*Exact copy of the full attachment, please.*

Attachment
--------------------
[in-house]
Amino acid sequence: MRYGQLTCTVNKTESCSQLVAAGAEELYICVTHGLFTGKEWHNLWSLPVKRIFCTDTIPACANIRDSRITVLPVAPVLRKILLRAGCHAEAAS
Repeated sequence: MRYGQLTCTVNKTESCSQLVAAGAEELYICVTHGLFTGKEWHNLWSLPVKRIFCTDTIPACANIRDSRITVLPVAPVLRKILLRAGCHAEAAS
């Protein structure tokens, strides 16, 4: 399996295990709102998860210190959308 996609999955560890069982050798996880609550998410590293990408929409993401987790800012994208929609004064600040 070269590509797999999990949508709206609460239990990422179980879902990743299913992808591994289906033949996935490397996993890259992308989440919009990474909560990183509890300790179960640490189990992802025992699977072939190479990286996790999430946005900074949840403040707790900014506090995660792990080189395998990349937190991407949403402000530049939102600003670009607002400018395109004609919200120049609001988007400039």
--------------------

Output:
[in-house]
Amino acid sequence: MRYGQLTCTVNKTESCSQLVAAGAEELYICVTHGLFTGKEWHNLWSLPVKRIFCTDTIPACANIRDSRITVLPVAPVLRKILLRAGCHAEAAS
Repeated sequence: MRYGQLTCTVNKTESCSQLVAAGAEELYICVTHGLFTGKEWHNLWSLPVKRIFCTDTIPACANIRDSRITVLPVAPVLRKILLRAGCHAEAAS
């Protein structure tokens, strides 16, 4: 399996295990709102998860210190959308 996609999955560890069982050798996880609550998410590293990408929409993401987790800012994208929609004064600040 070269590509797999999990949508709206609460239990990422179980879902990743299913992808591994289906033949996935490397996993890259992308989440919009990474909560990183509890300790179960640490189990992802025992699977072939190479990286996790999430946005900074949840403040707790900014506090995660792990080189395998990349937190991407949403402000530049939102600003670009607002400018395109004609919200120049609001988007400039």